The unadorned demos, which have a simple charm that only grows upon repeated playing, ably demonstrate the inherent strength of the material. Moreover, they enable a direct comparison between each song in its basic and fully-fashioned state. In doing so, you can immediately glean Spector’s handiwork. Where appropriate, he takes a light touch. “I’d Have You Anytime” is a gorgeous song that wafts on a breeze. So Spector gently fleshes it out, letting Eric Clapton convey much of the emotion with his incomparable touch on lead guitar. Elsewhere, such as on “Let it Down,” “Hear Me Lord,” and the title track, Harrison has grander ambitions. Spector complies with frequently-thrilling horn, orchestral, and other flourishes. The songs are almost unimaginable without them.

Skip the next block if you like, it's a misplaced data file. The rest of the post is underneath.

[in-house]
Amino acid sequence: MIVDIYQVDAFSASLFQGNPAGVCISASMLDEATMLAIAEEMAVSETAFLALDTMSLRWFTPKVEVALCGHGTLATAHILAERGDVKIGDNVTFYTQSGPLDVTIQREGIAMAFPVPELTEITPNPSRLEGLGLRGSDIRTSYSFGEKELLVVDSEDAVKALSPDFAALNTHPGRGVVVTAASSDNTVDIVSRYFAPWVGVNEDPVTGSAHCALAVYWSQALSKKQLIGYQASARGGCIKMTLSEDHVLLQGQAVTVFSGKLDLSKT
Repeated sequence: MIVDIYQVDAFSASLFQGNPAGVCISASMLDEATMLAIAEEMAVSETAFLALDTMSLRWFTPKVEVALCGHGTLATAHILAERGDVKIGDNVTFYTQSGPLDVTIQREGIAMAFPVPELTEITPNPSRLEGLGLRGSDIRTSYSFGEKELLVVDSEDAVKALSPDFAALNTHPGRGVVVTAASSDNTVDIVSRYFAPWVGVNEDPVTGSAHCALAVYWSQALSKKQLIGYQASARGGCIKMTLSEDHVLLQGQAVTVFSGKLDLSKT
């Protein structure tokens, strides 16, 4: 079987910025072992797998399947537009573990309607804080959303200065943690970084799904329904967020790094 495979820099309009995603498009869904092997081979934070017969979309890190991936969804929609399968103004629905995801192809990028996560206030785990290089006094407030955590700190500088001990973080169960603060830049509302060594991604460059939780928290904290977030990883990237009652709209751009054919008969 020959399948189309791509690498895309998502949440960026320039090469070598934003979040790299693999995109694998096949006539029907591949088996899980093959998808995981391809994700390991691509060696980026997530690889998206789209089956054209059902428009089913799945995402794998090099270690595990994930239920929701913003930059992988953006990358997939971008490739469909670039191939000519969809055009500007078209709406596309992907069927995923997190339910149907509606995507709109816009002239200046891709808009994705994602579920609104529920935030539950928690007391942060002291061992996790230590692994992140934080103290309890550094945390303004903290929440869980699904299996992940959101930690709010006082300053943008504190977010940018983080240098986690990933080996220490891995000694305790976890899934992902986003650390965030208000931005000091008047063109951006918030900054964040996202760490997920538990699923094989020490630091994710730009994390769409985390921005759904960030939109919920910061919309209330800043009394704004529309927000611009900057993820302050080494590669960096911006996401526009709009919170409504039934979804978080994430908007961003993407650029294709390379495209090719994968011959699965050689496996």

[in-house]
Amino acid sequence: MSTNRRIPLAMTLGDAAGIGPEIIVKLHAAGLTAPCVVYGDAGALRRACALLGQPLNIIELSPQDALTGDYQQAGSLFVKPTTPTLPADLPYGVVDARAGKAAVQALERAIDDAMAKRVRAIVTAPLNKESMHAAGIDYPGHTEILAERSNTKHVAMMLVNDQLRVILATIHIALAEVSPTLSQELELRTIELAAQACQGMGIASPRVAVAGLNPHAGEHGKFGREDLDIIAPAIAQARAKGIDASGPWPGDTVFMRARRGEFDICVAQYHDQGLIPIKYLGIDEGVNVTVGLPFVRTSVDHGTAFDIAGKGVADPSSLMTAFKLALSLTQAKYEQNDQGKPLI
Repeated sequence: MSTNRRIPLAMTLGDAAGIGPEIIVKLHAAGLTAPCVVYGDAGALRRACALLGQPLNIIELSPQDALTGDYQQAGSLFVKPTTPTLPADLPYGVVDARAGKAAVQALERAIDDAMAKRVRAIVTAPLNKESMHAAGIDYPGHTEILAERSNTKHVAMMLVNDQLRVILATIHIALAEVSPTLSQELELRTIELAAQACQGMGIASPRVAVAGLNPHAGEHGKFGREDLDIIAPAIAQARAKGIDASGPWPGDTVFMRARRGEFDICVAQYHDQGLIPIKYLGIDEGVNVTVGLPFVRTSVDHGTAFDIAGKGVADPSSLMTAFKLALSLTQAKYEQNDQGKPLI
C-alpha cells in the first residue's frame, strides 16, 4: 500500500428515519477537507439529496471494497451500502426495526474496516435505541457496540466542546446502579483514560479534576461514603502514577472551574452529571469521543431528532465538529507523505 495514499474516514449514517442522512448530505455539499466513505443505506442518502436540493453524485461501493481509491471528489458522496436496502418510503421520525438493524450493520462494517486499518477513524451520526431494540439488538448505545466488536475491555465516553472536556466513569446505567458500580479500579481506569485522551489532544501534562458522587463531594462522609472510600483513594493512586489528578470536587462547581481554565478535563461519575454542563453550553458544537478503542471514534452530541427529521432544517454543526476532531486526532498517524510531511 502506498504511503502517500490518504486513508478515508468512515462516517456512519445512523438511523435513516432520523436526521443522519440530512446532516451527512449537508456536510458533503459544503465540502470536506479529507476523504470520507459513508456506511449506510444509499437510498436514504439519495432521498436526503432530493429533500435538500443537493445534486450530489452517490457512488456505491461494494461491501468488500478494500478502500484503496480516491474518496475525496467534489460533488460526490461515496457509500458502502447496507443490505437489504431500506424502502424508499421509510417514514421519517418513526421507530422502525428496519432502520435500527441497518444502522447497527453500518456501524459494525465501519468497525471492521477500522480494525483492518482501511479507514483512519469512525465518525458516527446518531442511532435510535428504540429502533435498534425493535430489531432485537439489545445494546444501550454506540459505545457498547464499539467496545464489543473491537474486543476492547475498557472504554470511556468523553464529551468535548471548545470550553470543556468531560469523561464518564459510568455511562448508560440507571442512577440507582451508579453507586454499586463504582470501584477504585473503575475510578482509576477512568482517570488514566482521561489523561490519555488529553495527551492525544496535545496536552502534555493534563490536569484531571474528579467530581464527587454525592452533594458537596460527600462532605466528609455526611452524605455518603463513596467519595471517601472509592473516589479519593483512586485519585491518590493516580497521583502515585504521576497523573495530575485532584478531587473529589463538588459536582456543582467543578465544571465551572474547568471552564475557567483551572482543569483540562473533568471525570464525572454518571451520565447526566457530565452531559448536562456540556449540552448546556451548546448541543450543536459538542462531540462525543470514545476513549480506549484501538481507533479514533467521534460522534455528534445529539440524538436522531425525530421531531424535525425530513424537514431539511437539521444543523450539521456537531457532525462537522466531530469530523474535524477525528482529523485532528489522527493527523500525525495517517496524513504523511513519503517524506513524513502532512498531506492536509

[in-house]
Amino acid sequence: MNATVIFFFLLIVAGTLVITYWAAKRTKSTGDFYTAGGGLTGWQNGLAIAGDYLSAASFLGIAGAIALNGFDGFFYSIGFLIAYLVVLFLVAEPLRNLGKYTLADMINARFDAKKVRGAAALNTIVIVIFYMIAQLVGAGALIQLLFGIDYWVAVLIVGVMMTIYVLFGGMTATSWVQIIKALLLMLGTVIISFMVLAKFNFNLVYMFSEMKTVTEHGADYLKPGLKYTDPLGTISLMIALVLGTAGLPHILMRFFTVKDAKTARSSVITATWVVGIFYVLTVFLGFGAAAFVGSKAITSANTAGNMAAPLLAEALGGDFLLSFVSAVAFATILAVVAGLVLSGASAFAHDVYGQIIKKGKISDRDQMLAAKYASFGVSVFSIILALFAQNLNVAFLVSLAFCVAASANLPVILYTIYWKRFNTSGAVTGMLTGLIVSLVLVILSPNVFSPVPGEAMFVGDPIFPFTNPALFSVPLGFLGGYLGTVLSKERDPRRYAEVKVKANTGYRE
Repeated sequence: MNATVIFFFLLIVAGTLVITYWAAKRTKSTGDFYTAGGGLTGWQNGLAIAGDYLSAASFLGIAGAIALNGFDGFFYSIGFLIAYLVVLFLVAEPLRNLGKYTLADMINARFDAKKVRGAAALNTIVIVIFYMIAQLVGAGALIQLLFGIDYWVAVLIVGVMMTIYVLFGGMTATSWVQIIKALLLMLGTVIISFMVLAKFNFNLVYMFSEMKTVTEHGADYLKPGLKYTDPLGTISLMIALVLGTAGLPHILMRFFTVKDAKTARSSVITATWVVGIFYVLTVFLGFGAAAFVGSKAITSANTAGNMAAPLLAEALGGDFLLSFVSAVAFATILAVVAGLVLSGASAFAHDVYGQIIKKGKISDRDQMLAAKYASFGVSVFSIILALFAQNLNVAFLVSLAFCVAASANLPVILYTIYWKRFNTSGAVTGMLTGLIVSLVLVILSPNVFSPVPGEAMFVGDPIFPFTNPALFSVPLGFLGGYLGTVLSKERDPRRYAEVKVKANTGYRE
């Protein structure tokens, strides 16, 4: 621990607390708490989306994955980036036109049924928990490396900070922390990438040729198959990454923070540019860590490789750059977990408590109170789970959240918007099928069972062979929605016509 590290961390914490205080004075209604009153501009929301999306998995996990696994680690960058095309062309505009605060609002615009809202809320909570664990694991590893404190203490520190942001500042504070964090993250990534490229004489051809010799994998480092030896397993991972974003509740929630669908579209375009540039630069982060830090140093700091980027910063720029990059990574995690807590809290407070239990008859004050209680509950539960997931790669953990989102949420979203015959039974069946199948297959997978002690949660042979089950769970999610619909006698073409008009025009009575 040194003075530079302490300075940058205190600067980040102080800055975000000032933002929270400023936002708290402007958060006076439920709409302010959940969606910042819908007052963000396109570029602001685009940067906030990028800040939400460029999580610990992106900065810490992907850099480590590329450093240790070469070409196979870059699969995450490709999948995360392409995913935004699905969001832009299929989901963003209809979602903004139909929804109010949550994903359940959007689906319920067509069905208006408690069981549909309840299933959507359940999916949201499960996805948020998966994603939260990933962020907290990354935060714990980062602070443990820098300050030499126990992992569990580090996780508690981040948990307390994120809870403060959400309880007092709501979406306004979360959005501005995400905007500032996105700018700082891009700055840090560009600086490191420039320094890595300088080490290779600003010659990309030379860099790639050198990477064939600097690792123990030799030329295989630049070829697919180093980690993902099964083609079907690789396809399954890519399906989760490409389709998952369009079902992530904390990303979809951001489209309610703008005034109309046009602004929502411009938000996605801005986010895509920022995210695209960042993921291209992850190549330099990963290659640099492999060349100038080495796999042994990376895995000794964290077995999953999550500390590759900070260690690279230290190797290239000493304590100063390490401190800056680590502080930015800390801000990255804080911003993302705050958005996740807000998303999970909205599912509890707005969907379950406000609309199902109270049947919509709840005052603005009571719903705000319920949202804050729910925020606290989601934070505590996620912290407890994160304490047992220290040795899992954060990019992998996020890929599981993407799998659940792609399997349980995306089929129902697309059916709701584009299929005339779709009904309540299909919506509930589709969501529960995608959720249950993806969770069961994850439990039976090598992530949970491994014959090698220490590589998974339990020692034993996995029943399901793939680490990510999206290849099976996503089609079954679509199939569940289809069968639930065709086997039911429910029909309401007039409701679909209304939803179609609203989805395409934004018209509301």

Ironically, though this 50th Anniversary Edition of All Things Must Pass was prompted in part by a backlash to Spector’s production work, the album may ultimately redeem his reputation. In any case, this new edition gives us, for the first time, all the superb songs of the original album paired with an exemplary recording and production as close as we’ll ever get to the way George wanted it. The word “significant” hardly seems sufficient to describe the achievement. Highly recommended.
By Alan Taffel
I can thank my parents for introducing me to both good music and good sound at an early age. Their extensive classical music collection, played through an enviable system, continually filled our house. When I was two, my parents gave me one of those all-in-one changers, which I played to death.More articles from this editor